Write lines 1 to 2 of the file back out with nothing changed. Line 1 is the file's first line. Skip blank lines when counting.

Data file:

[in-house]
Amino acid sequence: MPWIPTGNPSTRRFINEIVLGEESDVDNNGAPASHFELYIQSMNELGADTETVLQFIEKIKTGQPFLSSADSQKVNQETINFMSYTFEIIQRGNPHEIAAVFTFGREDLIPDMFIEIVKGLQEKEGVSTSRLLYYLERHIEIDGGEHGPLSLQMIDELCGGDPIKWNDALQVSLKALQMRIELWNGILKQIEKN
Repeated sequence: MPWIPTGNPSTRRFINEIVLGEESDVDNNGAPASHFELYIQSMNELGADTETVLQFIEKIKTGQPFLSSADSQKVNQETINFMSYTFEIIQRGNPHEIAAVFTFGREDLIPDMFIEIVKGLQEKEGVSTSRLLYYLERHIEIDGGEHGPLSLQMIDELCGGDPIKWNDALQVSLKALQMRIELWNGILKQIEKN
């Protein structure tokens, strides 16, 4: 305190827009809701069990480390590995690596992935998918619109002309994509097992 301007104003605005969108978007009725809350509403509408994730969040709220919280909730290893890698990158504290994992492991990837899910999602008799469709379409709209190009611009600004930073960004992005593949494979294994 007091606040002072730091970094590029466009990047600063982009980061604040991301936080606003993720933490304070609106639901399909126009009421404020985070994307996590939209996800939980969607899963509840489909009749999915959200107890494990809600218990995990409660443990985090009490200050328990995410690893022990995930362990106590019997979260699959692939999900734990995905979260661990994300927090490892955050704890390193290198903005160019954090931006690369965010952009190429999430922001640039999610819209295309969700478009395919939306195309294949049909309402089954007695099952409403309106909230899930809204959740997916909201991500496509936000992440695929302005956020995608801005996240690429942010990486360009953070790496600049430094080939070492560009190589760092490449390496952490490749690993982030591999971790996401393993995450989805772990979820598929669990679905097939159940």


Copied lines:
[in-house]
Amino acid sequence: MPWIPTGNPSTRRFINEIVLGEESDVDNNGAPASHFELYIQSMNELGADTETVLQFIEKIKTGQPFLSSADSQKVNQETINFMSYTFEIIQRGNPHEIAAVFTFGREDLIPDMFIEIVKGLQEKEGVSTSRLLYYLERHIEIDGGEHGPLSLQMIDELCGGDPIKWNDALQVSLKALQMRIELWNGILKQIEKN